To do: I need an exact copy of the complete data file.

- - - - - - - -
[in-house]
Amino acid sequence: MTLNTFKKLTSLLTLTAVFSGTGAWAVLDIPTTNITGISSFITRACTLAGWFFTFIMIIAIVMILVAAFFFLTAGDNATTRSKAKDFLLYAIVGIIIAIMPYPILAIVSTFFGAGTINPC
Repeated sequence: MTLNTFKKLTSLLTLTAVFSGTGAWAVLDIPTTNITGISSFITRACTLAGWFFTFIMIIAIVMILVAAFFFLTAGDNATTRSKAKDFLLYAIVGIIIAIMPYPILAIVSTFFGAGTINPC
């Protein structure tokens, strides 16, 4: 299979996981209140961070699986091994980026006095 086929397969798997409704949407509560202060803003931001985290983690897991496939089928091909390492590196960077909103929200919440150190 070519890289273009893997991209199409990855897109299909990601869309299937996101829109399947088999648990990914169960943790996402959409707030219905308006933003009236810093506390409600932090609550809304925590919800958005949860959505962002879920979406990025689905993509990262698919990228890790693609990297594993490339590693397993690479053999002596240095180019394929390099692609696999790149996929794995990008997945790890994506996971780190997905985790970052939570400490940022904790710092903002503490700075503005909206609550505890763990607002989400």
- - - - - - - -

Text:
[in-house]
Amino acid sequence: MTLNTFKKLTSLLTLTAVFSGTGAWAVLDIPTTNITGISSFITRACTLAGWFFTFIMIIAIVMILVAAFFFLTAGDNATTRSKAKDFLLYAIVGIIIAIMPYPILAIVSTFFGAGTINPC
Repeated sequence: MTLNTFKKLTSLLTLTAVFSGTGAWAVLDIPTTNITGISSFITRACTLAGWFFTFIMIIAIVMILVAAFFFLTAGDNATTRSKAKDFLLYAIVGIIIAIMPYPILAIVSTFFGAGTINPC
């Protein structure tokens, strides 16, 4: 299979996981209140961070699986091994980026006095 086929397969798997409704949407509560202060803003931001985290983690897991496939089928091909390492590196960077909103929200919440150190 070519890289273009893997991209199409990855897109299909990601869309299937996101829109399947088999648990990914169960943790996402959409707030219905308006933003009236810093506390409600932090609550809304925590919800958005949860959505962002879920979406990025689905993509990262698919990228890790693609990297594993490339590693397993690479053999002596240095180019394929390099692609696999790149996929794995990008997945790890994506996971780190997905985790970052939570400490940022904790710092903002503490700075503005909206609550505890763990607002989400």